In the field of disaster risk management a large inventory of adaptive responses to climate-induced and socio-economically-driven hazards has been developed. Although this inventory comprises a wide array of structural and non-structural measures, one of the most effective adaptive responses is (for many reasons) rarely considered: planned relocations of at-risk residents. Both, the scientific literature and practical experiences in disaster risk management, show that planned relocations are usually regarded as the ultima ratio, only taken into account if other adaptation strategies are ineffective or unavailable (McMichael et al. 2012). In Austria, however, one relocation project has already been administered, after the severe flood event in the Machland region in 2002 and as early as the 1970s, and another large-scale relocation project is currently underway in the Eferding Basin after the severe flood in 2013.
Given that planned relocations are increasingly considered as a response to climate-induced hazards in Austria and internationally, RELOCATE2016‑2018 aims to shed light on the social, spatial and economic implications of moving households away from risk areas. To our knowledge, there is not a single study in Austria that systematically examined the factors that drive households’ relocation decisions or assessed socio-economic and spatial consequences. The ongoing relocation project in the Eferding Basin is a rare and unique chance for Austria’s scientific and policy community to gain practical insights into the „social experiment“ of relocating private households. RELOCATE2016‑2018 aims to contribute to a yet uncharted territory by assessing how transformative processes of planned relocations evolve over time in the cases of the Machland region and the Eferding Basin.
Background and Research Questions
The relocation of flood-prone residents is a passive adaptation instrument aiming at permanently reducing vulnerability (Habersack et al. 2009). Despite its obvious effectiveness however, relocation is a highly contested measure – legally, social and economically. Residents who are affected by relocations are confronted with profound live-changing challenges: overcoming emotional attachment to the place left behind and adapting to a new residency, as well as coping with financial burden and re-building a neighbourly social network. Since policymakers expect primarily negative social and economic impacts, many hesitate over proposing relocation measures. A high probability of low acceptance, public protest and media attention contributes to these reservations.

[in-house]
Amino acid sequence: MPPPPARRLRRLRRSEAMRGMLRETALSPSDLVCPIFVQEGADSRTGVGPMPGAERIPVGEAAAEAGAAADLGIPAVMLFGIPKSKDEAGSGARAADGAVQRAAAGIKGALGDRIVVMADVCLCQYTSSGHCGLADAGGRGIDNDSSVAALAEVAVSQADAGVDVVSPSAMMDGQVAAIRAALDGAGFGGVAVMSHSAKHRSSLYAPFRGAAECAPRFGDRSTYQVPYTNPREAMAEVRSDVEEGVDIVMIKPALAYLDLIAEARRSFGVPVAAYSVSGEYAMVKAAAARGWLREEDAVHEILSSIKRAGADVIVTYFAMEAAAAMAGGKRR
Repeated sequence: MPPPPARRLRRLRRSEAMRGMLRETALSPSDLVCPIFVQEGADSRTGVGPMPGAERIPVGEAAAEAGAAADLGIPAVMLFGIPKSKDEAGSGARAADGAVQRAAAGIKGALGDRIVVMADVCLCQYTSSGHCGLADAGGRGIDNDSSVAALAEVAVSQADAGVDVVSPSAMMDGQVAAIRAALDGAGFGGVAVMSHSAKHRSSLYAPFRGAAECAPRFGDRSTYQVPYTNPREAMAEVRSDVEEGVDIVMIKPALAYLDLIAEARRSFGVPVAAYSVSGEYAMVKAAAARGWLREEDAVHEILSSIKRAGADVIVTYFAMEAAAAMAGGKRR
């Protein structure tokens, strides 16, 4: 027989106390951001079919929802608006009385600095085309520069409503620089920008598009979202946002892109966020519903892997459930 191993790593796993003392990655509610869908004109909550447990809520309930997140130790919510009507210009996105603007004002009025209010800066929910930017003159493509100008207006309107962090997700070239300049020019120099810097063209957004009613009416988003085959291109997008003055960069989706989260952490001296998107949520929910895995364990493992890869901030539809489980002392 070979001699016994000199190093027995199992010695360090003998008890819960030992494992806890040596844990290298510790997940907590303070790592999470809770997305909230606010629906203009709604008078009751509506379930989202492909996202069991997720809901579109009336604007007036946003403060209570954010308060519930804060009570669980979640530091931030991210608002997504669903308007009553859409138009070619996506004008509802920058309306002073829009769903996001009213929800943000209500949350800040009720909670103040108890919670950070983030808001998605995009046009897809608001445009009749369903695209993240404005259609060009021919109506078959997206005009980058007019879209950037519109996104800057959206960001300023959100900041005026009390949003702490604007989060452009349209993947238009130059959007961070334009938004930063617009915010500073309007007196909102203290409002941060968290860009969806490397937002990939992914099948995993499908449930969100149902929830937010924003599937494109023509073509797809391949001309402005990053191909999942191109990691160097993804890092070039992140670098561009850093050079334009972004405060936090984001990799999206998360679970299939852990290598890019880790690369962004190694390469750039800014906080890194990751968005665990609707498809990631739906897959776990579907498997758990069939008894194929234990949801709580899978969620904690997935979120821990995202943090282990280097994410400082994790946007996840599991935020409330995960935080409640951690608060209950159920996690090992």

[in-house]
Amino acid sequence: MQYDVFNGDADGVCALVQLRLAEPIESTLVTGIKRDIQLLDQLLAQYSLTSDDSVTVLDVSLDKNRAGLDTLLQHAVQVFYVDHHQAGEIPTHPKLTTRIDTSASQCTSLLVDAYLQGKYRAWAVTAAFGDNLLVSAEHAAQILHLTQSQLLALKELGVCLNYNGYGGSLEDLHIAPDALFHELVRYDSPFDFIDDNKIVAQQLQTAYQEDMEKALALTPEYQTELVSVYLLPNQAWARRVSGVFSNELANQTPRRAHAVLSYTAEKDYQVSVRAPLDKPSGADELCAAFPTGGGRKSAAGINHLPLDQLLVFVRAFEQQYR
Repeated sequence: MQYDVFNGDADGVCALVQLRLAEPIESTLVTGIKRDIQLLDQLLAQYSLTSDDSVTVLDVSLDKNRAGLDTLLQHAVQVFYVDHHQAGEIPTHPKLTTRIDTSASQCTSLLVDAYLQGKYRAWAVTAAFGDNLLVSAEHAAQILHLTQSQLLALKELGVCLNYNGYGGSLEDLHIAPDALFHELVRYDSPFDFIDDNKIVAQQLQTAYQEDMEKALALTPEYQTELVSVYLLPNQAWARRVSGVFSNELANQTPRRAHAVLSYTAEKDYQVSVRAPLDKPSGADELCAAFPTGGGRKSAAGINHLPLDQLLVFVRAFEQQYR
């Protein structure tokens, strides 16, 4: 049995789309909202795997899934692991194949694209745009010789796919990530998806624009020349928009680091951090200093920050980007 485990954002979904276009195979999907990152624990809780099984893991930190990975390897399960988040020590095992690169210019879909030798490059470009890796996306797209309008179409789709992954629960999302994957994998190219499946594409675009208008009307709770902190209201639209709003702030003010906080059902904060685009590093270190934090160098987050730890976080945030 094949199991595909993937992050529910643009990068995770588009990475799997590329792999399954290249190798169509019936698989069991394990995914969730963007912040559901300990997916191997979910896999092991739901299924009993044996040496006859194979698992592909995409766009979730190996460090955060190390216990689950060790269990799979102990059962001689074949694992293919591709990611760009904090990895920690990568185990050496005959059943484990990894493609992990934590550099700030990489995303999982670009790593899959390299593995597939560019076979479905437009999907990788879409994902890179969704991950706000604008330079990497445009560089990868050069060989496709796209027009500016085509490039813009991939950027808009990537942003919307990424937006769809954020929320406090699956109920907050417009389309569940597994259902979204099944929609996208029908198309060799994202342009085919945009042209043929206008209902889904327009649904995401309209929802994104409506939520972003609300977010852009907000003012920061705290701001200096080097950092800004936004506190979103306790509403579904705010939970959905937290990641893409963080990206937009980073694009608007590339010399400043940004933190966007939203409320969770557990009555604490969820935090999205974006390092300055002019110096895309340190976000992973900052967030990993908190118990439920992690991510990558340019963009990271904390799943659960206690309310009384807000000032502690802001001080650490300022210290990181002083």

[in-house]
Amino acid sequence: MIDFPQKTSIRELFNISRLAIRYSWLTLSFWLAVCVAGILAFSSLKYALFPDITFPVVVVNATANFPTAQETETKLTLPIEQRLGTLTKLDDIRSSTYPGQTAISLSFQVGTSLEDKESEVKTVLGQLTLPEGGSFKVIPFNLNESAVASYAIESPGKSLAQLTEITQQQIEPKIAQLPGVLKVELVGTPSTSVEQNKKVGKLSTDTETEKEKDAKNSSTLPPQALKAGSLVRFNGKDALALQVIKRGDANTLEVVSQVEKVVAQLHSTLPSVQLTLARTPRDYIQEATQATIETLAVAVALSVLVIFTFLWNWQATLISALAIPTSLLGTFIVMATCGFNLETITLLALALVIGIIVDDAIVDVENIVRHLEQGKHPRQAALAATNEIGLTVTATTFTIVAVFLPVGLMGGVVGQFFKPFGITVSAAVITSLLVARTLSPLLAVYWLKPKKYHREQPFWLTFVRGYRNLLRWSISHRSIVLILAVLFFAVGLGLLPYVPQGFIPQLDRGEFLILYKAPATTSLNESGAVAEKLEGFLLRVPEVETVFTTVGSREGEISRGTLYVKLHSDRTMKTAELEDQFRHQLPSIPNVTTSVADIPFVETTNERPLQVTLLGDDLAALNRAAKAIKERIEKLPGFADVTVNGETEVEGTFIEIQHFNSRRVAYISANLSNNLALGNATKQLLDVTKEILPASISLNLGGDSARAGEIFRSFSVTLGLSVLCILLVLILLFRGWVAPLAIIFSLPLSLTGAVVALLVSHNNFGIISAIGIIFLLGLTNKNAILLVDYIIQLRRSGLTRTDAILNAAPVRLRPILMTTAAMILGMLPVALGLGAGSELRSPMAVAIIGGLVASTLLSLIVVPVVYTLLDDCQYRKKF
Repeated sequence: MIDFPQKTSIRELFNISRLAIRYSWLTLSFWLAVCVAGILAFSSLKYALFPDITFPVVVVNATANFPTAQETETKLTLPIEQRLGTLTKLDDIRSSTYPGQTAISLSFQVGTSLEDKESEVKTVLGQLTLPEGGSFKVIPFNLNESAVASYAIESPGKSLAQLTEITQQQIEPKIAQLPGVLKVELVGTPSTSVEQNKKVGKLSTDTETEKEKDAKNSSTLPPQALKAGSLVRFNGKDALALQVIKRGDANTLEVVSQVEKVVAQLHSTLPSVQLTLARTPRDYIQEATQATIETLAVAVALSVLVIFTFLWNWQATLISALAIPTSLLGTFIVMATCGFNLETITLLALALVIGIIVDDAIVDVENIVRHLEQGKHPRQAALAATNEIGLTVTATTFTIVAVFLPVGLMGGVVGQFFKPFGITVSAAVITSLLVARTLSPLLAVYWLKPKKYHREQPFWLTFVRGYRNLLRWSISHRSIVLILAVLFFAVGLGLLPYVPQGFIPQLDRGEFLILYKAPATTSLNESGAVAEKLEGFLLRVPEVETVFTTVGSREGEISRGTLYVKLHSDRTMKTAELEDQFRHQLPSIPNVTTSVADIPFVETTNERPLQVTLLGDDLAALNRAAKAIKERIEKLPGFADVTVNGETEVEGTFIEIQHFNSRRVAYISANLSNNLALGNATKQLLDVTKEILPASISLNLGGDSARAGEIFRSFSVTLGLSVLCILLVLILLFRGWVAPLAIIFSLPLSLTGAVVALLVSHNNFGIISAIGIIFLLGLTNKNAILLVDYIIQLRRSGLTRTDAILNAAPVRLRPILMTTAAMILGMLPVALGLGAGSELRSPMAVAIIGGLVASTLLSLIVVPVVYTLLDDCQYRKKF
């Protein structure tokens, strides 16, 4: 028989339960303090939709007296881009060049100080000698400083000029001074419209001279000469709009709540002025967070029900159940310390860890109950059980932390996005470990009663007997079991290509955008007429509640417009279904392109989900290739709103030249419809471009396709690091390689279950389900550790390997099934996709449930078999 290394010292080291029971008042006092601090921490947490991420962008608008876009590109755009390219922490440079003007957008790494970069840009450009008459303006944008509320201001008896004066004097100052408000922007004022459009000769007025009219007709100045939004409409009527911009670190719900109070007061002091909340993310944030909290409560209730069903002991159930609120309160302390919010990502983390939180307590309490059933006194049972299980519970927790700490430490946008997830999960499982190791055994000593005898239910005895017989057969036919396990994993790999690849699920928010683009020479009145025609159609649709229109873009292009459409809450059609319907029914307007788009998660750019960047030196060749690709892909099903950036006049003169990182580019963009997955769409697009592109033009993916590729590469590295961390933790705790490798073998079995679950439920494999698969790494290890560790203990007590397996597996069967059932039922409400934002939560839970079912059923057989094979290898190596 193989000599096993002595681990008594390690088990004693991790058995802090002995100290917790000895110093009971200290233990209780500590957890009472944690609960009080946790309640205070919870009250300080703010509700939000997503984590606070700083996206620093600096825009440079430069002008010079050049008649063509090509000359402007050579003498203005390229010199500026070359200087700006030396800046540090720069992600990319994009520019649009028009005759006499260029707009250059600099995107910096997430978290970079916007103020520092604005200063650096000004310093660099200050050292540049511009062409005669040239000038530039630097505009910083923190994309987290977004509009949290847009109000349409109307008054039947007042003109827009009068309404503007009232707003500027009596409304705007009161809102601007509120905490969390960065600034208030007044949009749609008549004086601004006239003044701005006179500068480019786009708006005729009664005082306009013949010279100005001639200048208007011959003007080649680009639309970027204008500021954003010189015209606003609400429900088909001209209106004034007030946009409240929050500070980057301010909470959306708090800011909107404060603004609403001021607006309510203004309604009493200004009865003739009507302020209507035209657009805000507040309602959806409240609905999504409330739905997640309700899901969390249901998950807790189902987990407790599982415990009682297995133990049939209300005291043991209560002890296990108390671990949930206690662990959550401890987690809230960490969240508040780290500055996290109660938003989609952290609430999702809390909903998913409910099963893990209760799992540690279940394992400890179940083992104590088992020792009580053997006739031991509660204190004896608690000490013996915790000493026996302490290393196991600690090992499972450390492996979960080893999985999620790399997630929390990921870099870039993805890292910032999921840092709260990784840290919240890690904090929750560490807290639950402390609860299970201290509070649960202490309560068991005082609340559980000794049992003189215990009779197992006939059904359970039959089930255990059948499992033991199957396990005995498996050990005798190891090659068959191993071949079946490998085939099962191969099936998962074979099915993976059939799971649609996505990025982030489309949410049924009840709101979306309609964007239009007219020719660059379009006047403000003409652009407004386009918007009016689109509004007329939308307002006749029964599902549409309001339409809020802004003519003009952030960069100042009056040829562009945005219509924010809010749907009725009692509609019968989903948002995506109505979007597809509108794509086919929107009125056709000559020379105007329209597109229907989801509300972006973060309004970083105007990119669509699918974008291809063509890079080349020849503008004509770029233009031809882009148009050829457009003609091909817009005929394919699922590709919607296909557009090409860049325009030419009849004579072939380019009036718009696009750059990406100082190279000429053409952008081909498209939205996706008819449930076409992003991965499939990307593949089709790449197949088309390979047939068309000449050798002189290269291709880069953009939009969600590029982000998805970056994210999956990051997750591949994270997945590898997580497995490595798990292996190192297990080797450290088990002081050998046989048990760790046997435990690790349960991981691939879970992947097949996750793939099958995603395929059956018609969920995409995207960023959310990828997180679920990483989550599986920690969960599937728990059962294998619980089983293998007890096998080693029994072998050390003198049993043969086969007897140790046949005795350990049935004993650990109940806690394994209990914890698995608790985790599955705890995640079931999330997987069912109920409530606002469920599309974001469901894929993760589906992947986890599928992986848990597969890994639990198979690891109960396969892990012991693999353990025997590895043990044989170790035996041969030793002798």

RELOCATE2016-2018 aims to understand how planned relocations transform risks, community structures and stakeholder relations over time. The project tracks actors in this region in situ over a timespan of several years, to examine how the social, spatial and economic impacts of relocations evolve and how they are constantly re-adjusted by the stakeholders involved. RELOCATE2016-2018 complements common approaches in risk assessment by adopting a perspective on the less tangible, long-term effects of voluntary planned relocation. In this endeavour the following key research questions address multiple angles:
- illustrating how economic, emotional, risk and social dimensions underpin household decisions to accept or decline a home buyout offer
- exploring the coping process and related outcome trajectories of both households who leave and households who stay
- assessing dynamic processes in the design, negotiation and implementation of planned relocation in Austrian flood risk management over the last five decades. Using the multiple streams approach, occurrences of policy windows in the problem, political, policy and population streams are mapped to policy changes.
- evaluating how financial recovery schemes are actually linked to ongoing and past relocation processes
RELOCATE2016-2018 is the second building block towards a long-term longitudinal study of the Machland and Eferding regions. The project builds on 2015 baseline data already obtained in the Eferding basin as part of the ongoing pre-project RELOCATE (funded in StartClim 2015). The project consortium is strongly committed to continue this timeline beyond 2018 in future projects. Since numerous socio-economic and land-use impacts are to be expected to emerge in the long run, collecting continuous data in yearly intervals appears to be crucial to make transformative processes in relocation activities visible.
In terms of scientific advancement RELOCATE2016-2018 generates valuable insights into both the factors that support or impede relocation measures, and the socio-economic and spatial consequences of moving residents in order to reduce potential damages to humans and property.
Besides the scientific community, practitioners are also expected to benefit from the project results. RELOCATE2016-2018 produces new insights for the science-policy interface with respect to planned relocations in the context of climate change adaptation. The findings are condensed into a practitioner’s guidebook for policymakers in other regions in Austria, who consider implementing planned relocations in their own jurisdictions. This guidebook provides compact, hands-on advice how to avoid institutional deadlock and communicative pitfalls, and how to prepare early for cushioning detrimental social, economic and land-use impacts.